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We’ve our interest in further studies, data into origin of coronavirus: India

The World Health Organisation announced the establishment of the Scientific Advisory Group for the Origins on Novel Pathogens, or SAGO, which will include scientists from the U.S., China and about two dozen other countries.

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New Delhi: As the World Health Organisation announced the setting up of a scientific advisory group aimed at identifying the origin of Covid-19, India said on Thursday that it has an interest in further studies and data into the origin of the virus, and the need for understanding it, and also on the cooperation of all parties concerned.

The World Health Organisation announced the establishment of the Scientific Advisory Group for the Origins on Novel Pathogens, or SAGO, which will include scientists from the U.S., China and about two dozen other countries.

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It will be charged with answering the question of how the novel coronavirus first infected humans and also be responsible for establishing a framework to combat future pandemics

Answering a query on the issue, the Ministry of External Affairs spokesperson Arindam Bagchi said: “We saw some media announcement on this, we don’t have the full details of what exactly it entails.”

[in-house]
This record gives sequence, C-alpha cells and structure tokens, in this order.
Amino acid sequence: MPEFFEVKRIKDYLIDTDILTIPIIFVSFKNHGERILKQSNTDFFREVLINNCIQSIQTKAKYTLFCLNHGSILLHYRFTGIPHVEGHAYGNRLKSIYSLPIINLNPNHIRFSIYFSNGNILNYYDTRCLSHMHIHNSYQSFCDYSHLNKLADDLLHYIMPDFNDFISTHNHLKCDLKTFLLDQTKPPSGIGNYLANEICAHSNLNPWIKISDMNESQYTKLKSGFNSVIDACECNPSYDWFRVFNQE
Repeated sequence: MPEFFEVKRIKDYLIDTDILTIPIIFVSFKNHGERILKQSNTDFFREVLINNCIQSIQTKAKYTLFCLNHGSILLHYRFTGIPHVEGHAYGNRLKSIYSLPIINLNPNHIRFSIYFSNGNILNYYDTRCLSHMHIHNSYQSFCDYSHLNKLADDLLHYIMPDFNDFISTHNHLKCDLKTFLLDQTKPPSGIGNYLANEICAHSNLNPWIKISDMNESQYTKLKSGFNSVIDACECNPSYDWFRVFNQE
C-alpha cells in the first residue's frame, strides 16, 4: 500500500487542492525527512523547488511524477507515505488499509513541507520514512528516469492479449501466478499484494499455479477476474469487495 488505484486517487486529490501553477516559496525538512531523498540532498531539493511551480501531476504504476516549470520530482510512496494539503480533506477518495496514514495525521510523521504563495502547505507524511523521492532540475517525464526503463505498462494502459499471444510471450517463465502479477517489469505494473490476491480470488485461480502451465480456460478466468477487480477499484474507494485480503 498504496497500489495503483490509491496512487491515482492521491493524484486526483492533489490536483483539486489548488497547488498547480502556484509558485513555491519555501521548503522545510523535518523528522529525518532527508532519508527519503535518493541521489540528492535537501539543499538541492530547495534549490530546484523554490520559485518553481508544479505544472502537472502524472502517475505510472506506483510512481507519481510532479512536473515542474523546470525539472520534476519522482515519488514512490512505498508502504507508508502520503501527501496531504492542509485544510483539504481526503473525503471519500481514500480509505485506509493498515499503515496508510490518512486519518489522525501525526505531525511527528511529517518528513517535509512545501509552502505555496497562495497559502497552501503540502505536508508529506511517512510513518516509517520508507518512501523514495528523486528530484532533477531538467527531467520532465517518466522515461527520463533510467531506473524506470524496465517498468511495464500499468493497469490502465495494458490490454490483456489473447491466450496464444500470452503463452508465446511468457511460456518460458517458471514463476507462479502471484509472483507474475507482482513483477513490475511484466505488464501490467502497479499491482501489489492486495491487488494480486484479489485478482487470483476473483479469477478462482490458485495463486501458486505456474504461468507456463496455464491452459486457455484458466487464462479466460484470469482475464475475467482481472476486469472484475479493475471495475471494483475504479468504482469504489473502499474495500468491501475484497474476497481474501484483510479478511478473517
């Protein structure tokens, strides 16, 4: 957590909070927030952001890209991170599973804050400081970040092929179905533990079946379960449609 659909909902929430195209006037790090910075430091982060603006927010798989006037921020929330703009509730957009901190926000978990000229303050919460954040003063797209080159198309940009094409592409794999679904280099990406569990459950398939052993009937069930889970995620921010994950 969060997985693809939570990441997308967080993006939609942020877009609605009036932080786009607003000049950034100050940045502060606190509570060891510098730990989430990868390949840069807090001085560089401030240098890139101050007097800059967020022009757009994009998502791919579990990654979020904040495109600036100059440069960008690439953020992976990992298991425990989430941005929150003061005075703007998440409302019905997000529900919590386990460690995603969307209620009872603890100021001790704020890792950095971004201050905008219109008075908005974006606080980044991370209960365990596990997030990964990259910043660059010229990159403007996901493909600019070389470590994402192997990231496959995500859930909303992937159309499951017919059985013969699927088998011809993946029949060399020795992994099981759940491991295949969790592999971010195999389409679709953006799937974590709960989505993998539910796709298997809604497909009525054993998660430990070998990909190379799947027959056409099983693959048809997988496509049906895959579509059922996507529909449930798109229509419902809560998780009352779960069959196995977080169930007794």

“Let me reiterate that what we’ve stated till now, that is, we have our interest in further studies and data on this issue of the origin of the virus; and the need for understanding it and cooperation by all concerned. We’ll also try to get details of what exactly has been announced,” he added.

China continues to resist efforts to study the possible origin of the virus that originated in Wuhan.

China’s Foreign Ministry on Thursday warned against what it called possible “political manipulation” of a renewed probe by the WHO into the origins of the coronavirus.

During a visit by a WHO team in February, China was accused of withholding raw data on early cases and has resisted calls for further investigation, and instead accused the US and others of politicizing the matter.

Foreign Ministry spokesperson Zhao Lijian said China would “continue to support and participate in global scientific tracing and firmly oppose any forms of political manipulation.”

“We hope that all parties concerned, including the WHO secretariat and the advisory group, will effectively uphold an objective and responsible scientific attitude,” Zhao told reporters at a daily briefing.

“The emergence of new viruses with the potential to spark epidemics and pandemics is a fact of nature, and while SARS-CoV-2 is the latest such virus, it will not be the last,” WHO Director-General Dr. Tedros Adhanom Ghebreyesus said. “Understanding where new pathogens come from is essential for preventing future outbreaks with epidemic and pandemic potential, and requires a broad range of expertise.”

Beijing rejected a plan for a second phase of the probe in July that might delve into various hypotheses about the origin of the virus, including that it escaped from a Chinese government lab in the city of Wuhan.

The so-called “lab-leak theory” was initially dismissed by WHO, but has gained traction in recent months, fuelled in part by Beijing’s secrecy.

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